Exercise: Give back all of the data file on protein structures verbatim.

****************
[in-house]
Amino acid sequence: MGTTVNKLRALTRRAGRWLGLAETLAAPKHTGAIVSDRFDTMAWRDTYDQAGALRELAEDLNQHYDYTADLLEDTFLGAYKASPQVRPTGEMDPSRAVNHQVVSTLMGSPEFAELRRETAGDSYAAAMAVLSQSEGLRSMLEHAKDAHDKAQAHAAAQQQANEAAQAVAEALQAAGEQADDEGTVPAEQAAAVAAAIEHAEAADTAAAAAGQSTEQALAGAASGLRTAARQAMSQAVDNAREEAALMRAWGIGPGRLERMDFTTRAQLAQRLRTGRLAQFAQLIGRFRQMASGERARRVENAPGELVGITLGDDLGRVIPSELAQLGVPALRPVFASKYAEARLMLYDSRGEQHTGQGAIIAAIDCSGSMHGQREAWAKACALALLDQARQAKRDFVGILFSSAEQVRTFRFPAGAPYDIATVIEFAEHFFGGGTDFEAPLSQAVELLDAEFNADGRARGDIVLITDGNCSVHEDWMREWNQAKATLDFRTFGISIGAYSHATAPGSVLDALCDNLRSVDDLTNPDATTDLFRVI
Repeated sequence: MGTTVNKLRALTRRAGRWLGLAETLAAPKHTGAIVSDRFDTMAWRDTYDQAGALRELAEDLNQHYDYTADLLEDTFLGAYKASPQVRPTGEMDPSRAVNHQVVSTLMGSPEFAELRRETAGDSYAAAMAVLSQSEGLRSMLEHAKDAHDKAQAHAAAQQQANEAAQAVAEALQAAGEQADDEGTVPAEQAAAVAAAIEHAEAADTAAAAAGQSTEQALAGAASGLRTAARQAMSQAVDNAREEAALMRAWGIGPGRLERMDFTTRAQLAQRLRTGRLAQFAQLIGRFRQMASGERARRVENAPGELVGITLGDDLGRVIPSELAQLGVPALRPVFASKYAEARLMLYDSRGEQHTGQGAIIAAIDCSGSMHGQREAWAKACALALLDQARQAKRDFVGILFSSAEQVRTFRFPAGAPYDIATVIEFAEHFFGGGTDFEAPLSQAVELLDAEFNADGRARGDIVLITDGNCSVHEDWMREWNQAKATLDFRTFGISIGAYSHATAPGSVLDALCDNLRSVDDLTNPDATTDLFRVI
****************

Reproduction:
[in-house]
Amino acid sequence: MGTTVNKLRALTRRAGRWLGLAETLAAPKHTGAIVSDRFDTMAWRDTYDQAGALRELAEDLNQHYDYTADLLEDTFLGAYKASPQVRPTGEMDPSRAVNHQVVSTLMGSPEFAELRRETAGDSYAAAMAVLSQSEGLRSMLEHAKDAHDKAQAHAAAQQQANEAAQAVAEALQAAGEQADDEGTVPAEQAAAVAAAIEHAEAADTAAAAAGQSTEQALAGAASGLRTAARQAMSQAVDNAREEAALMRAWGIGPGRLERMDFTTRAQLAQRLRTGRLAQFAQLIGRFRQMASGERARRVENAPGELVGITLGDDLGRVIPSELAQLGVPALRPVFASKYAEARLMLYDSRGEQHTGQGAIIAAIDCSGSMHGQREAWAKACALALLDQARQAKRDFVGILFSSAEQVRTFRFPAGAPYDIATVIEFAEHFFGGGTDFEAPLSQAVELLDAEFNADGRARGDIVLITDGNCSVHEDWMREWNQAKATLDFRTFGISIGAYSHATAPGSVLDALCDNLRSVDDLTNPDATTDLFRVI
Repeated sequence: MGTTVNKLRALTRRAGRWLGLAETLAAPKHTGAIVSDRFDTMAWRDTYDQAGALRELAEDLNQHYDYTADLLEDTFLGAYKASPQVRPTGEMDPSRAVNHQVVSTLMGSPEFAELRRETAGDSYAAAMAVLSQSEGLRSMLEHAKDAHDKAQAHAAAQQQANEAAQAVAEALQAAGEQADDEGTVPAEQAAAVAAAIEHAEAADTAAAAAGQSTEQALAGAASGLRTAARQAMSQAVDNAREEAALMRAWGIGPGRLERMDFTTRAQLAQRLRTGRLAQFAQLIGRFRQMASGERARRVENAPGELVGITLGDDLGRVIPSELAQLGVPALRPVFASKYAEARLMLYDSRGEQHTGQGAIIAAIDCSGSMHGQREAWAKACALALLDQARQAKRDFVGILFSSAEQVRTFRFPAGAPYDIATVIEFAEHFFGGGTDFEAPLSQAVELLDAEFNADGRARGDIVLITDGNCSVHEDWMREWNQAKATLDFRTFGISIGAYSHATAPGSVLDALCDNLRSVDDLTNPDATTDLFRVI